Pig in a Poke, revisited: Amazon Shenanigans

The first version of this post went up in January 2013. I’m revising and reposting it because Amazon is bungling editions, in a rather deceptive and (to me) infuriating way. The update is followed by the original post.


Amazon has a newish feature I actually like, called Kindle Match. If you bought a hard copy of a book from them in the past — and it can be way, way past, fifteen years ago even, you may be able to get the Kindle edition for anywhere between nothing and ten bucks. Most of the titles seem to be at $2.99 or less. 

So I was looking through this list and I come across the fact that I bought the Norton Critical Edition of Price and Prejudice in 2006. Why I did that is a different question — I can’t remember why I wanted yet another copy. But as you see here  I did indeed buy it in 2006: 

Kindle Match
Kindle Match

A critical edition is the queen of all editions for any book that is considered classic, and the subject of study by academics and scholars. Wikipedia provides a concise description of how critical editions come to be: 

Textual criticism is a branch of textual scholarship, philology, and literary criticism that is concerned with the identification and removal of transcription errors in texts, both manuscripts and printed books. Ancient scribes made errors or alterations when copying manuscripts by hand.[1] Given a manuscript copy, several or many copies, but not the original document, the textual critic seeks to reconstruct the original text (the archetype or autograph) as closely as possible. The same processes can be used to attempt to reconstruct intermediate editions, or recensions, of a document’s transcription history.[2] The ultimate objective of the textual critic’s work is the production of a “critical edition” containing a text most closely approximating the original.

Critical editions almost always have additional materials: essays by the editors and/or other scholars, about the book and its history, the author, the time period, and anything else you can think of.  There will also be footnotes to clarify terms that may not be familiar to a current day reader.  Given all this, it probably won’t surprise you that a critical edition costs more than the run-of-the-mill edition.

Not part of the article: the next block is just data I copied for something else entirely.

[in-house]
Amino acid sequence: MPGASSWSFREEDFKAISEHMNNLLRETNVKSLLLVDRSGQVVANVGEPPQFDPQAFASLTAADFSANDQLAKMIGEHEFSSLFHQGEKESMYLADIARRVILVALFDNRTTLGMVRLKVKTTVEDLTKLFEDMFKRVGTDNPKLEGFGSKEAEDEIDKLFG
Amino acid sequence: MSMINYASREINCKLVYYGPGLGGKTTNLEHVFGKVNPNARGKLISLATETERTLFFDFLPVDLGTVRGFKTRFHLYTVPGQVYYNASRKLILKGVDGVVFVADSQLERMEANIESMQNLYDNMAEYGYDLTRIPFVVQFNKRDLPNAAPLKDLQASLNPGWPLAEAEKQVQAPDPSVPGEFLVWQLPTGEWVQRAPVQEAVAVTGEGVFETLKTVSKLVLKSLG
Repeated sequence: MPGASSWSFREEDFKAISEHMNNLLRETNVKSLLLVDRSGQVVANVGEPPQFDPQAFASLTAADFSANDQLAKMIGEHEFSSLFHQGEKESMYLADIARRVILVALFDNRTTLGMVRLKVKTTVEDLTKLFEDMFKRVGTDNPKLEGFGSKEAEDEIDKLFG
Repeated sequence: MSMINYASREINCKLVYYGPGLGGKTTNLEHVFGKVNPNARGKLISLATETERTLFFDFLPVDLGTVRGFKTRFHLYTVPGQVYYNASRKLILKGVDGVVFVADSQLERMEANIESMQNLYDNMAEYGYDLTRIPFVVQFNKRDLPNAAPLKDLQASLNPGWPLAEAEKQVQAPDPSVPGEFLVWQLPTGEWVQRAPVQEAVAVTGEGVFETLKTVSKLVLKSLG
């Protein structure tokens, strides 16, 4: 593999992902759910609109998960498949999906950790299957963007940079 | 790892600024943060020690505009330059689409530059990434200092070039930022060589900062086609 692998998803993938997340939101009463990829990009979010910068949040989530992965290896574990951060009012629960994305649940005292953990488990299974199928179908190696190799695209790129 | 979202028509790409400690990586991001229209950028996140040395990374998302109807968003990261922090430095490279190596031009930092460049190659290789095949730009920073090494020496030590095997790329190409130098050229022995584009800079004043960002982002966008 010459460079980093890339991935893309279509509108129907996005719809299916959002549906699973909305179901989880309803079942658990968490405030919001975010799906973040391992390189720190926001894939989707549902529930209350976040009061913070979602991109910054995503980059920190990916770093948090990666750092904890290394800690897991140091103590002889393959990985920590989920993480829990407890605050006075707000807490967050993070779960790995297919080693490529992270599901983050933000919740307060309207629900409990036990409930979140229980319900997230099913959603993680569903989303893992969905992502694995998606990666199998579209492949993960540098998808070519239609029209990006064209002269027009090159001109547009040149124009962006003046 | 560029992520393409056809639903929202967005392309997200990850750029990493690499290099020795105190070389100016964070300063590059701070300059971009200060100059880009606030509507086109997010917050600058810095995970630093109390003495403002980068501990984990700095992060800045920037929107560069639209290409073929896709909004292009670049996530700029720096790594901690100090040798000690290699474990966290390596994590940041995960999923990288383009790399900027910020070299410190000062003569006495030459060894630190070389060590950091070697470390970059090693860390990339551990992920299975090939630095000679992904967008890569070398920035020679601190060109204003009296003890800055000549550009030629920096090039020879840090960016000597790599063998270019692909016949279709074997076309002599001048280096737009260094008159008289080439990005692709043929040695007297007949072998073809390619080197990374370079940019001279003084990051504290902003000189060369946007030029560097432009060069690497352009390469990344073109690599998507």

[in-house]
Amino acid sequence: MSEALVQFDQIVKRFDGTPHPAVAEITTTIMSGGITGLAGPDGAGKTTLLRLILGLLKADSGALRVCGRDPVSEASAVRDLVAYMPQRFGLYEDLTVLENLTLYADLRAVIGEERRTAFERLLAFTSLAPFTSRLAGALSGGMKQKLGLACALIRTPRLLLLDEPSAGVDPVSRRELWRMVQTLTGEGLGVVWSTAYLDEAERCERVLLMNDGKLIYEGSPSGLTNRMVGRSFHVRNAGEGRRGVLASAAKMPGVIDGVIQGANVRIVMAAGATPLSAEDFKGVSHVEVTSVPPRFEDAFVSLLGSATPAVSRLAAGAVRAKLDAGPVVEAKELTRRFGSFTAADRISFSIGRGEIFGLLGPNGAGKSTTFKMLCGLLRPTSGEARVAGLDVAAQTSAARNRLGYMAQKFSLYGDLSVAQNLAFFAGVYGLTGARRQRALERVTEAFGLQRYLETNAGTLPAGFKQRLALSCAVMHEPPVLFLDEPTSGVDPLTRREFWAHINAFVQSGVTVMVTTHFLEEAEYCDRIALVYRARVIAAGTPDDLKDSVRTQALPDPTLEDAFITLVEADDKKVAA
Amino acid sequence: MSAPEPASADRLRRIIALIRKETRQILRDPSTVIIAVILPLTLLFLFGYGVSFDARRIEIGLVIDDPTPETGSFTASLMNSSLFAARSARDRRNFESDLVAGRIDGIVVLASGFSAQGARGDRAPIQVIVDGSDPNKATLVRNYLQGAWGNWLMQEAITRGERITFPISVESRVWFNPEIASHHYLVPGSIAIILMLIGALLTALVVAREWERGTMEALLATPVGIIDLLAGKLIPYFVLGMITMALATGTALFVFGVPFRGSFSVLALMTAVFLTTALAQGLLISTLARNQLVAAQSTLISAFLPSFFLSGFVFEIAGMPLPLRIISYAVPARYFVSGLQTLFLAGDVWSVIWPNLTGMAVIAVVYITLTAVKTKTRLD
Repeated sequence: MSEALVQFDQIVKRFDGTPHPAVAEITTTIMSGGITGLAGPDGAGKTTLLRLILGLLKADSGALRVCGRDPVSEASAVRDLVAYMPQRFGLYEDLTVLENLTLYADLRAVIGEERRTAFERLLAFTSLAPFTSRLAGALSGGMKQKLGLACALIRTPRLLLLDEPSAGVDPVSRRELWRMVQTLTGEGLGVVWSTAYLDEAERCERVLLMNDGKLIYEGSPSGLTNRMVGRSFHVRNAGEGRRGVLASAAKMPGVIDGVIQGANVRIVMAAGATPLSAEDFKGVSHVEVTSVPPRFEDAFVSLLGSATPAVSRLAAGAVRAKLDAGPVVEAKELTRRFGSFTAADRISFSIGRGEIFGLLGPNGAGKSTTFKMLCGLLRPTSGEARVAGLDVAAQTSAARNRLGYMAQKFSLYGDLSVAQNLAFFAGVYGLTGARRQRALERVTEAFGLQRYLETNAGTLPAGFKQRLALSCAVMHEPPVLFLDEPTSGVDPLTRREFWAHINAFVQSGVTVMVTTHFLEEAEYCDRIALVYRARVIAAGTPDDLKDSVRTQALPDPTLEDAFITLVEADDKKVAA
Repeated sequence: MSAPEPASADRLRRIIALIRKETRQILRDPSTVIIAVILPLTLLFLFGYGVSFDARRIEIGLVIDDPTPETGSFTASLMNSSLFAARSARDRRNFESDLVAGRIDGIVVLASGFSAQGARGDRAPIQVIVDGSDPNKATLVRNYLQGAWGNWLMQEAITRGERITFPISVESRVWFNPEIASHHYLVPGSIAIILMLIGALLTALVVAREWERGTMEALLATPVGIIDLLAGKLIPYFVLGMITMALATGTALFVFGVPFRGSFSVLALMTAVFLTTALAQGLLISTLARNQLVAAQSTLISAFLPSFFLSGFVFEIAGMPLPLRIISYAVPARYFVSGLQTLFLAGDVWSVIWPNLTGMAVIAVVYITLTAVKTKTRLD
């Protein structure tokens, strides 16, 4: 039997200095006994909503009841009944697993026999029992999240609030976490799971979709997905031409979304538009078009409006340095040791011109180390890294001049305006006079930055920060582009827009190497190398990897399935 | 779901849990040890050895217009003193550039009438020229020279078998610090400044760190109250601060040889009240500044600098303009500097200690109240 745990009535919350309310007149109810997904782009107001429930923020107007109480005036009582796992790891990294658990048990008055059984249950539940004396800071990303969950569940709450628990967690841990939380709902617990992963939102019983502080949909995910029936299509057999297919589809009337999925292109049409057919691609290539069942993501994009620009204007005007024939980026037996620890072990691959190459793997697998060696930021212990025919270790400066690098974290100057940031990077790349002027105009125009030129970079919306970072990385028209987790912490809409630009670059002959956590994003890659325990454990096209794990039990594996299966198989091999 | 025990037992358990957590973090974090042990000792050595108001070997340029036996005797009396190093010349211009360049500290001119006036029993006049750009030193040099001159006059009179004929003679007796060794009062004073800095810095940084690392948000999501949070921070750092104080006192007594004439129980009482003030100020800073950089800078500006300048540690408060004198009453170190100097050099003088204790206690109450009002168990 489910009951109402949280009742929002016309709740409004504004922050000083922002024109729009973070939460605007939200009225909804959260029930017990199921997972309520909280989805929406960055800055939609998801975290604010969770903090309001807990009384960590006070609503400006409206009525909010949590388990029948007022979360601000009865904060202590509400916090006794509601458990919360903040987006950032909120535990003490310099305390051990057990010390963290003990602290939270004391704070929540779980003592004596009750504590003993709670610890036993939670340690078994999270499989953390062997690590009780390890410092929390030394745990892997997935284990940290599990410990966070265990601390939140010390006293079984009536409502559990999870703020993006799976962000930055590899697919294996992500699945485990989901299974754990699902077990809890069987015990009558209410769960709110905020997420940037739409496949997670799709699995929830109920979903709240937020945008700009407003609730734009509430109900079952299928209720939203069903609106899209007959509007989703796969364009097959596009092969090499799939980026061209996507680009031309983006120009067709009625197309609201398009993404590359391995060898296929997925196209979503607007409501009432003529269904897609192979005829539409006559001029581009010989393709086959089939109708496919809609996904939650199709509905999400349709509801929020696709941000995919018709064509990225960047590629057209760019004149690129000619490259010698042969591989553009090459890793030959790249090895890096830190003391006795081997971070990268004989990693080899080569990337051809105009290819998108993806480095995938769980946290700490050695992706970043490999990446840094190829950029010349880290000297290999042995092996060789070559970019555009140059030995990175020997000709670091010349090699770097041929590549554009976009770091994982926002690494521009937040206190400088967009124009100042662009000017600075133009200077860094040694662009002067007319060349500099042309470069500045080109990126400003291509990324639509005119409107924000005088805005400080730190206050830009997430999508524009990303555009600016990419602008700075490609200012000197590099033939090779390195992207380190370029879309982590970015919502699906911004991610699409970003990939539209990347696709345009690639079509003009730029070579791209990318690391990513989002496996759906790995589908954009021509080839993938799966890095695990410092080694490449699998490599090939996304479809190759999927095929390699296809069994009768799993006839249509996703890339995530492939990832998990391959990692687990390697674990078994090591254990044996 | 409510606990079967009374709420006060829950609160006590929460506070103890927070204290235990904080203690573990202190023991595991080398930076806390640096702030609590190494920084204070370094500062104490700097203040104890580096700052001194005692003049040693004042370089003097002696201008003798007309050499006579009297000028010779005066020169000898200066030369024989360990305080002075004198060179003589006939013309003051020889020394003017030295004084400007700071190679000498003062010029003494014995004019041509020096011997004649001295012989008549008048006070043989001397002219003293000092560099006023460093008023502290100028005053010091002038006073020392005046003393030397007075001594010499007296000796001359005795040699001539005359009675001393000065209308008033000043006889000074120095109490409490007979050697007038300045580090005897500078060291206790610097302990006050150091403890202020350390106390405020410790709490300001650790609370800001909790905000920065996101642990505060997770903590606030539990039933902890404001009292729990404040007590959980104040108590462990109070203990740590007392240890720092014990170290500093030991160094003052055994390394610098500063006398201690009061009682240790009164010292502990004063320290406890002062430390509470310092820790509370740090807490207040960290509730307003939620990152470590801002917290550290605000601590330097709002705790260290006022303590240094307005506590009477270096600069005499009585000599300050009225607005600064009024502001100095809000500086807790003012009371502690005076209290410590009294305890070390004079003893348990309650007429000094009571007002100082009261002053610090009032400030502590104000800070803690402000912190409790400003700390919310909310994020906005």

To clarify what I mean by ‘run-of-the-mill’ edition (or see this post, in which I was totally cranky, but still on target):

Because P&P is long out of print and copyright, anybody can put out a new edition without paying the author or the author’s estate anything. The result is many, many hundreds of editions of P&P put out on cheap paper, with little or no attention to the quality or accuracy of the text, all in the hope of a bit of a profit. You can find new copies of this novel for a buck, and then used copies of that same edition for a penny. 

Do I want the Norton edition as a Kindle book? Need you ask? So I click on the “Get Kindle Edition” button  you see, and this is what comes up:

Not the Norton Critical Edition
Not the Norton Critical Edition

Here is what the page for the critical edition actually looks like:

This is the real Norton Critical Edition
This is the real Norton Critical Edition

 

You see that the critical edition has an editor (Donald J. Gray) and also that I bought it in 2006. But what I was offered as a part of Kindle Match was a crappy movie-tie in edition, one I never bought in soft cover. 

To take this one step further (because it gets worse), if I click on the “Kindle Edition” tab on the Norton edition page, this is what I get:

Still not the critical edition
Still not the critical edition

Note that this was not published by Norton, but by “Top Five Classics” — one of the many companies that specialize in run-of-the-mill cheap editions.  At this point it occurs to me that there may not  even be a Kindle version of the Norton Critical Edition, so I pop over to the Norton website and have a look at the P&P page. And in fact, it’s only put out in trade paper format.  (Click on the link if you want to see what all goes into a critical edition.) 

In a nutshell: if I pay for the critical edition, I want it. I want it for all the reasons touched on above.  If another reader doesn’t care about the edition, s/he won’t even notice the switch. But people should care, because the practice is (a) deceptive and (b) wasteful. I hate to think of all the paper that has gone into crappy editions of this particular novel, one of many.  My guess is that you could repeat this process I’m showing you for everything from Gulliver’s Travels to A Room with a View.

Here’s the question: Is Amazon just tremendously sloppy and unwilling to pay attention to something as simple as an ISBN, or is this a way to lure in less-than-attentive buyers?  

One of the first things you learn in graduate school is to never walk into a seminar where a particular novel is going to be discussed  holding a movie-tie in edition rather than the critical edition. You will not be treated kindly. Also, it’s disrespectful to the editors who put in years of work to make sure the edition is as authentic and error free as possible.